The California Public Employees’ Retirement System (CalPERS) reported a preliminary 21.3% net return on investments for the 12-month period ending June 30 to raise its total asset value to more than $469 billion. Despite the strong performance, it fell just short of the portfolio’s benchmark return of 21.7%.
“I’m proud of our investment office and of our ability to execute on our strategy to achieve strong returns in these unprecedented times,” Dan Bienvenue, CalPERS’ interim CIO, said in a statement.
The lion’s share of the gains was led by private equity and public equity investments, which had net returns of 43.8% and 36.3%, respectively. Real assets and liquidity returned 2.6% and 0.1%, respectively, while fixed-income investments ended the fiscal year down 0.1%.
As of the end of May, the portfolio’s largest asset allocations were 52% in public equity, 28.9% in fixed income, 9.9% in real assets, and 8.2% in private equity. Private equity has been the highest returning asset class for the portfolio over the longer term, with 10- and 20-year annualized returns of 12% and 10.1%, respectively.
“Our investment team has done an outstanding job of capturing strong returns in this very dynamic investment environment,” Theresa Taylor, chair of CalPERS’ investment committee, said in a statement. “These results prove that we have the right investment strategy in place to take full advantage of what the markets have to offer.”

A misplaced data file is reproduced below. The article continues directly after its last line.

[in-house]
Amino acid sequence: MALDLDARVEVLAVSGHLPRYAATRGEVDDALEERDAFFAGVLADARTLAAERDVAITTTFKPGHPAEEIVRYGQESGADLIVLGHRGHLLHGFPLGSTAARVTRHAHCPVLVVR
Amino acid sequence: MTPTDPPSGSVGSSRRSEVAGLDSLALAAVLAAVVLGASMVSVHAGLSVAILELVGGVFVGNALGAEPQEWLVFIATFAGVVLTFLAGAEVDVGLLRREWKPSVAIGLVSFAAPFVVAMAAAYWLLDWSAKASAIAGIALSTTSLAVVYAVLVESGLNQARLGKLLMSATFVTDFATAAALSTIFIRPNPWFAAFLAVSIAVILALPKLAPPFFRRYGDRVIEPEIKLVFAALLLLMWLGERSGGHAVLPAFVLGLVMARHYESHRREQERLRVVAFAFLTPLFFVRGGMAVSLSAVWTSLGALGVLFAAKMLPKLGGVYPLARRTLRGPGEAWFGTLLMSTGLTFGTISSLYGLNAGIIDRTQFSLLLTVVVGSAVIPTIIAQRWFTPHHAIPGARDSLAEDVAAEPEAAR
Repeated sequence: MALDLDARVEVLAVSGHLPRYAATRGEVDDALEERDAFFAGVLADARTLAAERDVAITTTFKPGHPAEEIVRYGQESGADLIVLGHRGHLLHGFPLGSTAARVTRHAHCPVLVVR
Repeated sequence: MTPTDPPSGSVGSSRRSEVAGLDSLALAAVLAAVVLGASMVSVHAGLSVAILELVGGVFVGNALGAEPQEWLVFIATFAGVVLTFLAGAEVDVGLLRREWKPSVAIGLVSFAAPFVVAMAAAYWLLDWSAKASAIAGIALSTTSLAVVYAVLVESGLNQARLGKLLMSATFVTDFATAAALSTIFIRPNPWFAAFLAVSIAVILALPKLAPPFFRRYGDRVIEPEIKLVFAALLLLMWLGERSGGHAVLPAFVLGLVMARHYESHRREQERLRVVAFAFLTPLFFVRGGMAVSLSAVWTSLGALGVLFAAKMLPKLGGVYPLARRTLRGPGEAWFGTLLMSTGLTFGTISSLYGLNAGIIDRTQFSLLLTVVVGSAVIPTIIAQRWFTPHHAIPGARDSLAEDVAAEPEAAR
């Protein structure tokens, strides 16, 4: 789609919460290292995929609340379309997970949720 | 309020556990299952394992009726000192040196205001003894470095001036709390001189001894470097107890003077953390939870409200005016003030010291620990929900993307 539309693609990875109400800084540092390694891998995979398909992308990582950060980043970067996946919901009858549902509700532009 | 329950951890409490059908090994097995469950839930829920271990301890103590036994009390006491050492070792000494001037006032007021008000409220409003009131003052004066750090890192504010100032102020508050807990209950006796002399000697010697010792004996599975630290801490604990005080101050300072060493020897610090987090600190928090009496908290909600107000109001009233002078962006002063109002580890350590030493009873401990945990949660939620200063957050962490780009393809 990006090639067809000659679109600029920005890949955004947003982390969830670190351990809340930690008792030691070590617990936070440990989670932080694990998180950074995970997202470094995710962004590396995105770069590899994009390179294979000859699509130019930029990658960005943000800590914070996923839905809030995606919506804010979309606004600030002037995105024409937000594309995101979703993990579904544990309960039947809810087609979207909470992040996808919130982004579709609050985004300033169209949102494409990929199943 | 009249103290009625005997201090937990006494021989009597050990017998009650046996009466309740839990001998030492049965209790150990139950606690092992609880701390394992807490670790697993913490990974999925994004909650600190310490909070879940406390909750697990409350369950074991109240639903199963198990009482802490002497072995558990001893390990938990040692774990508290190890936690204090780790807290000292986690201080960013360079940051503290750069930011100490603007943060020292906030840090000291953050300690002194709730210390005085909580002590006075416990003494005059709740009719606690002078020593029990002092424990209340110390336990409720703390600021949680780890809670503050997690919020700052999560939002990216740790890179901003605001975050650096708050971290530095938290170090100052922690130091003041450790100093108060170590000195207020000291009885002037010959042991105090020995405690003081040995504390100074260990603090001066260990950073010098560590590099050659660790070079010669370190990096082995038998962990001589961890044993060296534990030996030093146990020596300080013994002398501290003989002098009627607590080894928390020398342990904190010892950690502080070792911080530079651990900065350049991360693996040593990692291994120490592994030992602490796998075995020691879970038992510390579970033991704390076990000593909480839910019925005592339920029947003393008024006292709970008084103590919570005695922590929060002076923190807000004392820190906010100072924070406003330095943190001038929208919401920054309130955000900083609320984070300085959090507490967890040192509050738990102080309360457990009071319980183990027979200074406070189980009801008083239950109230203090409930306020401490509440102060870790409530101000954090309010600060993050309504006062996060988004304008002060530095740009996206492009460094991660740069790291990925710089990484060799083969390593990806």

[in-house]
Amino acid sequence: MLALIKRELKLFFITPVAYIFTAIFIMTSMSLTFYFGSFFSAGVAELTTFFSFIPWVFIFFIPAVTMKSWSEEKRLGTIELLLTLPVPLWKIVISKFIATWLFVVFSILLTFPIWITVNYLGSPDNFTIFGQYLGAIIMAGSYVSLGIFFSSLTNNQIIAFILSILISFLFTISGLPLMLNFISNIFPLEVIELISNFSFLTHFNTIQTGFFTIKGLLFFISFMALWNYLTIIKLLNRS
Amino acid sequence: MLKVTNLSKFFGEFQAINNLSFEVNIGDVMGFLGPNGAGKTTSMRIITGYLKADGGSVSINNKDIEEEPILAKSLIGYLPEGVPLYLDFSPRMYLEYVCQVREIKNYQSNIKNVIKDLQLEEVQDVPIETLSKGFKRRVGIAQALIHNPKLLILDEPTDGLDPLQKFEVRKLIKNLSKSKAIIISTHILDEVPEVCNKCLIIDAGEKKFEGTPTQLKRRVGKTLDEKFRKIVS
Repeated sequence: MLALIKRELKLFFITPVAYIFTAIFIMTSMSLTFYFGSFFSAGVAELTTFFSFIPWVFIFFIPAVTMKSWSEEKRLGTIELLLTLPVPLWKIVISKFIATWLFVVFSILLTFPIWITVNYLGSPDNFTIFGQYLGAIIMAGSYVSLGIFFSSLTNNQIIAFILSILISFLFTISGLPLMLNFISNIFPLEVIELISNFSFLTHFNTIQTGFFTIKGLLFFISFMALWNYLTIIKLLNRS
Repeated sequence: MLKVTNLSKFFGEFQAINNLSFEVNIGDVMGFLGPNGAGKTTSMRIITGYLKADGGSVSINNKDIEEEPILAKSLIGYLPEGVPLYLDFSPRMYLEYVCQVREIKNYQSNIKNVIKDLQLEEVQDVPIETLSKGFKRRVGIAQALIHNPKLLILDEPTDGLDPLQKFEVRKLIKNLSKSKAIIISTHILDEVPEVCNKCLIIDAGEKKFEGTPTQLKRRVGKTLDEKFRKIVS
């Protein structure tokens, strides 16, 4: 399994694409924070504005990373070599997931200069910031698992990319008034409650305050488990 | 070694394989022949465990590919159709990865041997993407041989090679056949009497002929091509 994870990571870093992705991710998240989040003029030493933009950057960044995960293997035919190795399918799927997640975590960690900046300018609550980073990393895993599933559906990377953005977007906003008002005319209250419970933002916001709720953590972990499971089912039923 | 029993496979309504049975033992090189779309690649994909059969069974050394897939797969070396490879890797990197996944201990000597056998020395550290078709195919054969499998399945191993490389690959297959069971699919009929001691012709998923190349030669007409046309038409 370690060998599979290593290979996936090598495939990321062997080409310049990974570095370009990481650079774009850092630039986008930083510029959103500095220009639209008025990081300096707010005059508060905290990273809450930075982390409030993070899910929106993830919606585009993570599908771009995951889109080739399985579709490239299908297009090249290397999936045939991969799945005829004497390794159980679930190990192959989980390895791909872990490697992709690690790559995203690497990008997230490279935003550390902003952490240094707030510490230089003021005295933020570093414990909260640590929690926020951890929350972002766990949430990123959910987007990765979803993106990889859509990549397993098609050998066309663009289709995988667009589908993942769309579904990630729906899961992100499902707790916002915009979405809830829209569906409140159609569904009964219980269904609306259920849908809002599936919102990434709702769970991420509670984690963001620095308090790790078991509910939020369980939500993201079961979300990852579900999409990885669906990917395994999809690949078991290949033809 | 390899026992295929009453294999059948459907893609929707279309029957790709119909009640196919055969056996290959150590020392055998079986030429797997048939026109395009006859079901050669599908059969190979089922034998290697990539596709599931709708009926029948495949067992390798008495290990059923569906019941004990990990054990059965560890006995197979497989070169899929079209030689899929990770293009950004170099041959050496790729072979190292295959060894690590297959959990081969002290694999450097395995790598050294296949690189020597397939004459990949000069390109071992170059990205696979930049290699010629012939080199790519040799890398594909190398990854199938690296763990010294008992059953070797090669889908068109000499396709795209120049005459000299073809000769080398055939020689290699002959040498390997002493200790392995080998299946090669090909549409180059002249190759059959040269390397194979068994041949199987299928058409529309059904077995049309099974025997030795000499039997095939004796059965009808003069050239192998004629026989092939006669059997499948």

Under a policy enacted by the CalPERS Board of Administration in 2015, the double-digit return will trigger a reduction in the assumed rate of return used to calculate employer and member contributions to 6.8% from 7%. CalPERS said that from the preliminary returns, it estimates the pension has a funded status of 82% based on a 7% assumed rate of return, and 80% based on the new 6.8% assumed rate of return.
“As pleased as we are with these great returns, let me emphasize that we don’t count on this kind of investing environment every year,” Taylor added.
The fiscal year returns raised the fund’s five-, 10-, 20-, and 30-year annualized returns to 10.3%, 8.5%., 6.9%, and 8.4%, respectively.
CalPERS has been without a permanent CIO since early August, when then-CIO Ben Meng left the pension fund giant under a cloud of controversy. He said he had resigned for health reasons.
In April, officials suspended the search for a new CIO to replace Meng and said they did not expect the process to resume until early this month.